Sunday, March 14, 2010

The things you learn on the Internet!

On Friday, I posted about my favorite Easter book,

The Country Bunny and The Little Gold Shoes. 

Tonight I was thinking about this book and it occurred to me that I wondered what other children's books the author had written and I wondered if I had read any of them and just wasn't aware of it. 
So I went to Wikipedia and looked up the author...

Du Bose Heyward

I quickly learned that this was the only children's book he wrote. 

But what a surprise to learn that he wrote the novel 
"Porgy" 
and play of the same name and then collaborated with 

 George Gershwin 


and

Ira Gershwin




to create the great American Opera 
Porgy and Bess



Mr. Heyward wrote the lyrics to many of the most famous songs of the opera. He collaborated with Ira Gershwin on lyrics.

In fact Stephen Sondheim said,

"DuBose Heyward has gone largely unrecognized as the author of the finest set of lyrics in the history of the American musical theater - namely, those of Porgy and Bess. There are two reasons for this, and they are connected. First, he was primarily a poet and novelist, and his only song lyrics were those that he wrote for Porgy. Second, some of them were written in collaboration with Ira Gershwin, a full-time lyricist, whose reputation in the musical theater was firmly established before the opera was written. But most of the lyrics in Porgy - and all of the distinguished ones - are by Heyward. I admire his theater songs for their deeply felt poetic style and their insight into character. It's a pity he didn't write any others. His work is sung, but he is unsung."

and Mr. Stephen Sondheim should know...

I'll admit, I know many of the songs but have only seen clips of the movie...I need to rent it and watch it all the way through.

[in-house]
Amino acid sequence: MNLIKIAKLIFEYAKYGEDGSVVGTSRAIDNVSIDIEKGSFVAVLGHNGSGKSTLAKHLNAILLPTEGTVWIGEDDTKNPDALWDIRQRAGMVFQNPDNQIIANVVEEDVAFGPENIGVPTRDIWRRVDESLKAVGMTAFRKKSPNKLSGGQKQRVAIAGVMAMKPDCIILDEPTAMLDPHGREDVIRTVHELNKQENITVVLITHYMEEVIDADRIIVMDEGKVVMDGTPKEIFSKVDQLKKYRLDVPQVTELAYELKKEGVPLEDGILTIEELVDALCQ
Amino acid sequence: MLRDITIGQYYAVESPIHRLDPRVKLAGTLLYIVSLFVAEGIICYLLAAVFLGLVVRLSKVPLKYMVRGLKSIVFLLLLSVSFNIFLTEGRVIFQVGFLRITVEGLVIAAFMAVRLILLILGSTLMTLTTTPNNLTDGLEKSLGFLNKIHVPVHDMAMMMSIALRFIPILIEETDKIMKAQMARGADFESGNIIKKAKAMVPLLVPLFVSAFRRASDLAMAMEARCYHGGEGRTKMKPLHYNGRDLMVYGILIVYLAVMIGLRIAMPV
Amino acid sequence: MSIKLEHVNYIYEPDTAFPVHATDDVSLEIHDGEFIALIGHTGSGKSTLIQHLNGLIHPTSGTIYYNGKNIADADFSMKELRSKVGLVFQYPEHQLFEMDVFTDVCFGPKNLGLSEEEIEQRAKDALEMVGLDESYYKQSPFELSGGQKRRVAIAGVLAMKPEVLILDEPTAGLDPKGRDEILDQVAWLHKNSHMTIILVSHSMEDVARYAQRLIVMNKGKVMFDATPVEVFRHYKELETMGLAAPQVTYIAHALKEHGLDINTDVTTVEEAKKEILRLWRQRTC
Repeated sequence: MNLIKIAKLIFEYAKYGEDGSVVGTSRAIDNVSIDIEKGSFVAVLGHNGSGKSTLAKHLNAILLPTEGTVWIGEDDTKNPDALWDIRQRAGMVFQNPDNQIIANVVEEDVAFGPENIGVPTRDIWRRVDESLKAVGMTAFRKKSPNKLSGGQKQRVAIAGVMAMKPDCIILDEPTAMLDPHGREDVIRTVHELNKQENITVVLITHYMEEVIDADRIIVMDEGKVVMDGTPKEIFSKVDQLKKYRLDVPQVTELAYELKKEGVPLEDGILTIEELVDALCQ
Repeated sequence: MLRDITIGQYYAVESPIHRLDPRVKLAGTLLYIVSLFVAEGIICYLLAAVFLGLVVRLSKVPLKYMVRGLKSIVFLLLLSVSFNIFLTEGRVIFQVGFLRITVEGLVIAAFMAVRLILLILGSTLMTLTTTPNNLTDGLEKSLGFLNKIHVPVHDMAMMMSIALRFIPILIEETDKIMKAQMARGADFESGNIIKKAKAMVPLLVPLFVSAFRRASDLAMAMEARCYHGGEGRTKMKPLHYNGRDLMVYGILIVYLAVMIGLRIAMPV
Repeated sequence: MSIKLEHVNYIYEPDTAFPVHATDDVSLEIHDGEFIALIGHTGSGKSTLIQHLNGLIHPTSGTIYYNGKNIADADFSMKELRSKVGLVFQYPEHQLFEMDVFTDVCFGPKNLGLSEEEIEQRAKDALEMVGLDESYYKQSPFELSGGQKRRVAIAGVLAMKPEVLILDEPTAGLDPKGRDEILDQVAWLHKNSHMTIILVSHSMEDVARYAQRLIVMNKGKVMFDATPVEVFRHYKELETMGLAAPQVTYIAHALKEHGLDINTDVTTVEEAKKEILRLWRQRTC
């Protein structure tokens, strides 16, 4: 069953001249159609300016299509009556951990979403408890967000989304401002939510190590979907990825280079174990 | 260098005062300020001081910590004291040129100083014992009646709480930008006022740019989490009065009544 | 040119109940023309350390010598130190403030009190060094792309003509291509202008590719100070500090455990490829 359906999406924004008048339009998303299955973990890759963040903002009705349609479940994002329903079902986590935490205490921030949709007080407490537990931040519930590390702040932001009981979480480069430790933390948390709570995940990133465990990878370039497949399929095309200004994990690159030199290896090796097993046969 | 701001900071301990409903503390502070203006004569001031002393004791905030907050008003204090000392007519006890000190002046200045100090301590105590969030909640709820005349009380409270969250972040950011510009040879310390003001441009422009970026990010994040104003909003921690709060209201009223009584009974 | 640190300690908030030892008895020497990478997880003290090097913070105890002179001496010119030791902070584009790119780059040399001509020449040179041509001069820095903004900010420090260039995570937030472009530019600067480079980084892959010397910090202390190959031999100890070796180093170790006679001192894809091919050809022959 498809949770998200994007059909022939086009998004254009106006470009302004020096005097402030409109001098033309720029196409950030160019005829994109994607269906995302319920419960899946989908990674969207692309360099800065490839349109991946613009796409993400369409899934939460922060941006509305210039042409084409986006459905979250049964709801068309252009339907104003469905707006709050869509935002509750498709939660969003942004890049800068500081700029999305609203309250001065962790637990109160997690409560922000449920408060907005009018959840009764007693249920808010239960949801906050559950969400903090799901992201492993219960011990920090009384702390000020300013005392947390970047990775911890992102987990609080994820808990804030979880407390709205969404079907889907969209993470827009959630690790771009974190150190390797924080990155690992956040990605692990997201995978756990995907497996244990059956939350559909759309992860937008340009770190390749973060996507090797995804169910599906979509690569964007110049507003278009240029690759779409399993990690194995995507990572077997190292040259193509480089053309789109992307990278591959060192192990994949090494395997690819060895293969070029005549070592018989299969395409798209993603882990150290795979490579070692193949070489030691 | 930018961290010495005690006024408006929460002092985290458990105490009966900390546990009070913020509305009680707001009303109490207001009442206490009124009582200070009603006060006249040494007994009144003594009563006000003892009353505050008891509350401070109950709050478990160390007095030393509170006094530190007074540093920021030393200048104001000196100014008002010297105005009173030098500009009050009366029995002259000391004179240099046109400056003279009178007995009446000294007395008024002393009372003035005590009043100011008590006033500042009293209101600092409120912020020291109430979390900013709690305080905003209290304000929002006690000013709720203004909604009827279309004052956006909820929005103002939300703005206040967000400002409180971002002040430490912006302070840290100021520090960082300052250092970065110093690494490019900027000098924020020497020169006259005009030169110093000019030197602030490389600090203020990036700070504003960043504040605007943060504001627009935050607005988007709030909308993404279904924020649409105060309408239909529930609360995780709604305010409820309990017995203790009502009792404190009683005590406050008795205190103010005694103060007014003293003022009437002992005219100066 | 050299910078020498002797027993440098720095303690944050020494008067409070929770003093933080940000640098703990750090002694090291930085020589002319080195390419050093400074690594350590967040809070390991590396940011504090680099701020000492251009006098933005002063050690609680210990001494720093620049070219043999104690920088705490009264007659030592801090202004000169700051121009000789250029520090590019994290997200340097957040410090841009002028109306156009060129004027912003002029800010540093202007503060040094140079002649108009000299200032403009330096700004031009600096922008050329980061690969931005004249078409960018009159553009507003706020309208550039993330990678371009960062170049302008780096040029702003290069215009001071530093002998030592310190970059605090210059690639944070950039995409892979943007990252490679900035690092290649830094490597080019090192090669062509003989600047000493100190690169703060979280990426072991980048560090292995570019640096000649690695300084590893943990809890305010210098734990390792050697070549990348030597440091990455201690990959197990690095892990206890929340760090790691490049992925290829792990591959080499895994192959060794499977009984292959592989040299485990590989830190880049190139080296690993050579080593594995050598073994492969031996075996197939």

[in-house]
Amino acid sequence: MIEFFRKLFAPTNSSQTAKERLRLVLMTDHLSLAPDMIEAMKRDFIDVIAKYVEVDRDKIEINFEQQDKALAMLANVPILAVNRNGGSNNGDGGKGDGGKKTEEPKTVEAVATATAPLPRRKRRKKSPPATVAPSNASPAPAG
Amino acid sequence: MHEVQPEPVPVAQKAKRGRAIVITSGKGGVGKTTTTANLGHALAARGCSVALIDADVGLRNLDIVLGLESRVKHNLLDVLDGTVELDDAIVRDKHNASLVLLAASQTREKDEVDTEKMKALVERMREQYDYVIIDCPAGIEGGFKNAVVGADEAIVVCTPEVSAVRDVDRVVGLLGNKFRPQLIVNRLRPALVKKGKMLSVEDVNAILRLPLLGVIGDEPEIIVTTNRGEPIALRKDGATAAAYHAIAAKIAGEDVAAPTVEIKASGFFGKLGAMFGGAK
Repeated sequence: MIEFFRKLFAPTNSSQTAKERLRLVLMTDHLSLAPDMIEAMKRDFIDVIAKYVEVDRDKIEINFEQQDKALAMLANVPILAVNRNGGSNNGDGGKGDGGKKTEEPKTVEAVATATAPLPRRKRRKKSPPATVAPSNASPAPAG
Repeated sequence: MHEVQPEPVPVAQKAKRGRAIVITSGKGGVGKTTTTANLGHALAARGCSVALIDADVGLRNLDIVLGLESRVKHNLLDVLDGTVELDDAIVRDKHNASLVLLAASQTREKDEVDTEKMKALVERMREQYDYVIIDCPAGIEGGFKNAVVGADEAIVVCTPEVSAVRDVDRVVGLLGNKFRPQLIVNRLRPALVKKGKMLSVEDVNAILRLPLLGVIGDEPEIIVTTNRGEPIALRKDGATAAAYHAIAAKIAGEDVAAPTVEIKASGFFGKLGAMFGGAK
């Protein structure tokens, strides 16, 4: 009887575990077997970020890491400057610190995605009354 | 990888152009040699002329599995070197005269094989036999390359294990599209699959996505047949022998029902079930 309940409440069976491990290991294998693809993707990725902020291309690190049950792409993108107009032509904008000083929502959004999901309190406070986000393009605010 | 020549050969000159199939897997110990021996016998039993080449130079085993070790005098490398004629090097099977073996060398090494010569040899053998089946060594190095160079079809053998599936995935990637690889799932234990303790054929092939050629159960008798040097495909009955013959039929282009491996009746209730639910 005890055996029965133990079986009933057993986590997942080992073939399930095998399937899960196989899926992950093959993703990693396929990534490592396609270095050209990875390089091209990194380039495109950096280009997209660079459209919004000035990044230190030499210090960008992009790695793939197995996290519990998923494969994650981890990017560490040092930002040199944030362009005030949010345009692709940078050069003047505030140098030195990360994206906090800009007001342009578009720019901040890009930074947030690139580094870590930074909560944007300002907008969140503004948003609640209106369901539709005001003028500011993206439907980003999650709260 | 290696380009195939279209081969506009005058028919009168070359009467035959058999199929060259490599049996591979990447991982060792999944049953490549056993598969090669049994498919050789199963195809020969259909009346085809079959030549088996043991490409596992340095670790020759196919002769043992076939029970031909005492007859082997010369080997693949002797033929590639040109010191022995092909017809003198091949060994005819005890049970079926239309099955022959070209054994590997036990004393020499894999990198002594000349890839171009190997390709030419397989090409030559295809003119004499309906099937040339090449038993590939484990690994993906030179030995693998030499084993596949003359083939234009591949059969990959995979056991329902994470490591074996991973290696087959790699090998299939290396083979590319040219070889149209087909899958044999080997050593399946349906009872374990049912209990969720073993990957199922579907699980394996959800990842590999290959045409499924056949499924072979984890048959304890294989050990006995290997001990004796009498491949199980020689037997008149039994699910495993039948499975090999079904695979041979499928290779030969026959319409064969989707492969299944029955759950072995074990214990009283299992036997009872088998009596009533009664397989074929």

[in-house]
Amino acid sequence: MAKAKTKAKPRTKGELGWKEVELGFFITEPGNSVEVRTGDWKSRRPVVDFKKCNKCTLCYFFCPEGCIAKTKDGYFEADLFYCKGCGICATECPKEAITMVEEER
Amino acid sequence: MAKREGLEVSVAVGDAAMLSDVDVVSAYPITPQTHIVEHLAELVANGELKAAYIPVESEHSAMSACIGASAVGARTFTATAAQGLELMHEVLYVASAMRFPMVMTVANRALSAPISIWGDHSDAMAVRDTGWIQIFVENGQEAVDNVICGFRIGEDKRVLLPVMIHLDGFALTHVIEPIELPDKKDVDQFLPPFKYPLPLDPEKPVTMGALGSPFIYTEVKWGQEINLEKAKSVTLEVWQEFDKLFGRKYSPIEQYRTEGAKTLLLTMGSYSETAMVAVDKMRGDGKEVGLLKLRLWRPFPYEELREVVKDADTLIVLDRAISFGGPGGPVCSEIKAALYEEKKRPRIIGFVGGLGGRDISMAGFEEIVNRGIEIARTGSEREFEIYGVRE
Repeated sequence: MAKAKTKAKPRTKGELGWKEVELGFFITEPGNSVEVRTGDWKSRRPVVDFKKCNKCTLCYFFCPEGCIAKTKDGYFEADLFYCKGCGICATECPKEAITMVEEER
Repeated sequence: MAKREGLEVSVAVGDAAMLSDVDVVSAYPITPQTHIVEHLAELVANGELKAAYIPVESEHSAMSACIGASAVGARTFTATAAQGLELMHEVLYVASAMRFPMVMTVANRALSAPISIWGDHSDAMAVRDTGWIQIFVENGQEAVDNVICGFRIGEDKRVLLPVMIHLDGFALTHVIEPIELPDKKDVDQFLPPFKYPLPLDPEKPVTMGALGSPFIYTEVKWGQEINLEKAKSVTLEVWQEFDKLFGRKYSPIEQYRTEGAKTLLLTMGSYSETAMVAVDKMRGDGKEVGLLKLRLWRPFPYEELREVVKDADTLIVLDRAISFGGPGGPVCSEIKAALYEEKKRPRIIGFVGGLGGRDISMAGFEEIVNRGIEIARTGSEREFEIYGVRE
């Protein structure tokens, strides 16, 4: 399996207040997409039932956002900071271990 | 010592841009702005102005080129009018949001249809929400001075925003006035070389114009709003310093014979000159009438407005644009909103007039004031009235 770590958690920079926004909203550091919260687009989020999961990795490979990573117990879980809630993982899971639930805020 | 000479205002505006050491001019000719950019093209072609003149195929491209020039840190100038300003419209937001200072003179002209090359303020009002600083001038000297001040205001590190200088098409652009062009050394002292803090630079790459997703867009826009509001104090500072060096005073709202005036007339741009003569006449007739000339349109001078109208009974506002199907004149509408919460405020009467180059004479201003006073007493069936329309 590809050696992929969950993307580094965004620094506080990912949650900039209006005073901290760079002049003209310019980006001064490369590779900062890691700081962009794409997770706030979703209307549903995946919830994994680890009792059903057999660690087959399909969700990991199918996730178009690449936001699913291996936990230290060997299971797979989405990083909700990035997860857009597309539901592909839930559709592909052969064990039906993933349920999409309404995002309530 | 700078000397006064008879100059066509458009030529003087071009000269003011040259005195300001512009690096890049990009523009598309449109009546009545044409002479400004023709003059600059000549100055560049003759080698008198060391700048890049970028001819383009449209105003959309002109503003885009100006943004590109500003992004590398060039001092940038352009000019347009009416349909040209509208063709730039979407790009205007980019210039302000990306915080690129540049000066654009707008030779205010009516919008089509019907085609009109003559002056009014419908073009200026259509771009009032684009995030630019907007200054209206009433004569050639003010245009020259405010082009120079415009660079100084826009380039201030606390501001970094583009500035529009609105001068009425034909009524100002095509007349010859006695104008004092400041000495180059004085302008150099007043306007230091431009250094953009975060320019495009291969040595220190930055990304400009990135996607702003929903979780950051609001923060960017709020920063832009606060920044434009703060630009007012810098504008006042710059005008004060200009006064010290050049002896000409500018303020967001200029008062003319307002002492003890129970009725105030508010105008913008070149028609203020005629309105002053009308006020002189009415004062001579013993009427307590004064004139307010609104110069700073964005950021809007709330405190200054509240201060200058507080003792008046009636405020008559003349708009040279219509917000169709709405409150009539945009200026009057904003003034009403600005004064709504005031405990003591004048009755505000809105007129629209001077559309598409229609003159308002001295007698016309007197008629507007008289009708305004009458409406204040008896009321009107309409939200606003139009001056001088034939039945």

Songs include:

"Summertime"
"It Ain't Necessarily So"
"My Mans Gone Now"
"I Loves You Porgy"
"I Got Plenty o' Nuttin"
"Bess, You Is My Woman Now"

Originally conceived by Gershwin as an "American folk opera", Porgy and Bess premiered in New York in the fall of 1935 and featured an entire cast of classically trained African-American singers—a daring and visionary artistic choice at the time. Gershwin chose African American Eva Jessye as the choral director for the opera. Incorporating a wealth of blues and jazz idioms into the classical art form of opera, Gershwin considered it his finest work.

The work was not widely accepted in the United States as a legitimate opera until 1976, when the Houston Grand Opera production of Gershwin's complete score established it as an artistic triumph. Nine years later the Metropolitan Opera gave their first performance of the work. This production was also broadcast as part of the ongoing Saturday afternoon live Metropolitan Opera radio broadcasts. The work is now considered part of the standard operatic repertoire and is regularly performed internationally.


all this information came directly from Wikipedia

Fascinating the things you can learn when you Google.

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